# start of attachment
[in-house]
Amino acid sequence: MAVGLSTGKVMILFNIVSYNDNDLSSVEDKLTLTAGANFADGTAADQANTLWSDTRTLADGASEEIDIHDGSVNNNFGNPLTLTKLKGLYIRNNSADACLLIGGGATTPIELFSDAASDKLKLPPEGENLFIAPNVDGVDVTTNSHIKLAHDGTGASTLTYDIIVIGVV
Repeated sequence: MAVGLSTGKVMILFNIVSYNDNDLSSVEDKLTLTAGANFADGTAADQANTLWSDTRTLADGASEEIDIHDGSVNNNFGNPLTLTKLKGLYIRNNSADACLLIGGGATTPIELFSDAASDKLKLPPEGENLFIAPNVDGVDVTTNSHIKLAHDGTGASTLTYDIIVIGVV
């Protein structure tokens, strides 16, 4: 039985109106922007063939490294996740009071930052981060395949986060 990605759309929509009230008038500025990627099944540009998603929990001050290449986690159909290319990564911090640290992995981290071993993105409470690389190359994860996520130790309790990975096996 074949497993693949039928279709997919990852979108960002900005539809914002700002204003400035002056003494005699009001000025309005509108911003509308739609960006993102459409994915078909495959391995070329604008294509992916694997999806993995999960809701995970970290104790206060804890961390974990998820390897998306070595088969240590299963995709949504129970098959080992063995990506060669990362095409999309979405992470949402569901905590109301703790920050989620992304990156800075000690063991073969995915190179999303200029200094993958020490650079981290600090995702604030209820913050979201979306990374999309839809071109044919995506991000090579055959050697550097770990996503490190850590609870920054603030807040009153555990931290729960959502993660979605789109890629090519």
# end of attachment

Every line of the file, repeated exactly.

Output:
[in-house]
Amino acid sequence: MAVGLSTGKVMILFNIVSYNDNDLSSVEDKLTLTAGANFADGTAADQANTLWSDTRTLADGASEEIDIHDGSVNNNFGNPLTLTKLKGLYIRNNSADACLLIGGGATTPIELFSDAASDKLKLPPEGENLFIAPNVDGVDVTTNSHIKLAHDGTGASTLTYDIIVIGVV
Repeated sequence: MAVGLSTGKVMILFNIVSYNDNDLSSVEDKLTLTAGANFADGTAADQANTLWSDTRTLADGASEEIDIHDGSVNNNFGNPLTLTKLKGLYIRNNSADACLLIGGGATTPIELFSDAASDKLKLPPEGENLFIAPNVDGVDVTTNSHIKLAHDGTGASTLTYDIIVIGVV
């Protein structure tokens, strides 16, 4: 039985109106922007063939490294996740009071930052981060395949986060 990605759309929509009230008038500025990627099944540009998603929990001050290449986690159909290319990564911090640290992995981290071993993105409470690389190359994860996520130790309790990975096996 074949497993693949039928279709997919990852979108960002900005539809914002700002204003400035002056003494005699009001000025309005509108911003509308739609960006993102459409994915078909495959391995070329604008294509992916694997999806993995999960809701995970970290104790206060804890961390974990998820390897998306070595088969240590299963995709949504129970098959080992063995990506060669990362095409999309979405992470949402569901905590109301703790920050989620992304990156800075000690063991073969995915190179999303200029200094993958020490650079981290600090995702604030209820913050979201979306990374999309839809071109044919995506991000090579055959050697550097770990996503490190850590609870920054603030807040009153555990931290729960959502993660979605789109890629090519």